After a year of working in their respective groups, the CRI met in person to discuss their accomplishments and put forth a program of action for the next year. In a departure from the previous meeting, 13 private companies were invited to attend this meeting, “represent[ing] a diverse range of size, regional reach, and focus.” Those companies were CrowdStrike, Mandiant, Cyber Threat Alliance, Microsoft, Cybersecurity Coalition, Palo Alto, Flexxon, SAP, Institute for Security and Technology, Siemens, Internet 2.0, Tata – TCS, and Telefonica. 

The inclusion of private-sector actors tracks with the administration’s focus on improving public-private partnerships to increase cybersecurity. Given that many of the action points in the statement will hinge on collaborating with private actors, it is a positive development that they were invited to speak to the CRI.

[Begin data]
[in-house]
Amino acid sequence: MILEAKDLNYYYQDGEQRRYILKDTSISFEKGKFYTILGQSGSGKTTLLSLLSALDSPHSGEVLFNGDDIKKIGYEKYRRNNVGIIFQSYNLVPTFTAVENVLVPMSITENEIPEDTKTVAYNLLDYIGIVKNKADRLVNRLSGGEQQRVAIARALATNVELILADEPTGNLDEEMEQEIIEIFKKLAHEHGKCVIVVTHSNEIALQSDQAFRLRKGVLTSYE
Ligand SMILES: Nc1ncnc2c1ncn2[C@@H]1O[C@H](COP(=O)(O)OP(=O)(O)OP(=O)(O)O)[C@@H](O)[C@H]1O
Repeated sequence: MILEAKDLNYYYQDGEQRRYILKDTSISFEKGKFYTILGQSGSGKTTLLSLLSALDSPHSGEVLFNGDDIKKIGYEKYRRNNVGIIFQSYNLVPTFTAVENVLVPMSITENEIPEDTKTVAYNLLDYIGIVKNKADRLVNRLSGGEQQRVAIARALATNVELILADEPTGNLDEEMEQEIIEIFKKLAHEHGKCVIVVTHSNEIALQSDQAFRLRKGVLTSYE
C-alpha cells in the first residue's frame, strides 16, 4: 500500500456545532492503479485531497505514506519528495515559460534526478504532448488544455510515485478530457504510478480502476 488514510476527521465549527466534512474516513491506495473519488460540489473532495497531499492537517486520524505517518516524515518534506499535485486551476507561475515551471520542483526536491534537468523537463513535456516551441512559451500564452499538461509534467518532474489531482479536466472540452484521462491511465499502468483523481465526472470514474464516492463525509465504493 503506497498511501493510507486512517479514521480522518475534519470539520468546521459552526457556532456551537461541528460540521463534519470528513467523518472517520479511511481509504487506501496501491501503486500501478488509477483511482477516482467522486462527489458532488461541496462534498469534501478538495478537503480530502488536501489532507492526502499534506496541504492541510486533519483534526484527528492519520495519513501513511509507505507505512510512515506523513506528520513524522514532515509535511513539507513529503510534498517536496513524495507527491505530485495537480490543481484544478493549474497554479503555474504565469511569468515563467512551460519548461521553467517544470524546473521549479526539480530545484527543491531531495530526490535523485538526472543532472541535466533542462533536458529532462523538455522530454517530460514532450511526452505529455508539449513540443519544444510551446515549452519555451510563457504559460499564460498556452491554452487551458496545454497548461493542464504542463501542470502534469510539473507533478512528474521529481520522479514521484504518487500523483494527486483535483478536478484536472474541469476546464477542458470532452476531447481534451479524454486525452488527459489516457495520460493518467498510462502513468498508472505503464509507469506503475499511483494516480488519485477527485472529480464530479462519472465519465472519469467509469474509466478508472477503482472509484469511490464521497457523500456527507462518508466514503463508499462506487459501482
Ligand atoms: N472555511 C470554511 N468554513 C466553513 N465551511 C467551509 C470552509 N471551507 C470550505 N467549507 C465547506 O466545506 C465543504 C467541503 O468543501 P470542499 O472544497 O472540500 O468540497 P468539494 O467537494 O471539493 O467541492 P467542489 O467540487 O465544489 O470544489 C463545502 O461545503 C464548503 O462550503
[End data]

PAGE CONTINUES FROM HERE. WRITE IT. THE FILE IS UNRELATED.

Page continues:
What started in 2021 as an identification of common challenges and lines of action that the multilateral group would tackle has now developed into a more concrete list of deliverables. The highlights from this year’s CRI include

  • Creating the International Counter Ransomware Task Force (ICRTF), led by Australia. 
  • Leveraging the regional cyber defense center in Lithuania as a “scaled version of the ICRTF” that can test the information sharing commitments.
  • Promoting a range of capacity-building activities, which include publishing a toolkit for responding to ransomware, attempting to develop “aligned frameworks and guidelines” for prevention and response, and holding counter-ransomware exercises and counter-illicit finance ransomware workshops.
  • Advancing information sharing between the CRI members and with the private sector, about ransomware tools and procedures, the systems used for laundering ransomed funds, and the implementation of anti-money laundering and countering the financing of terrorism standards.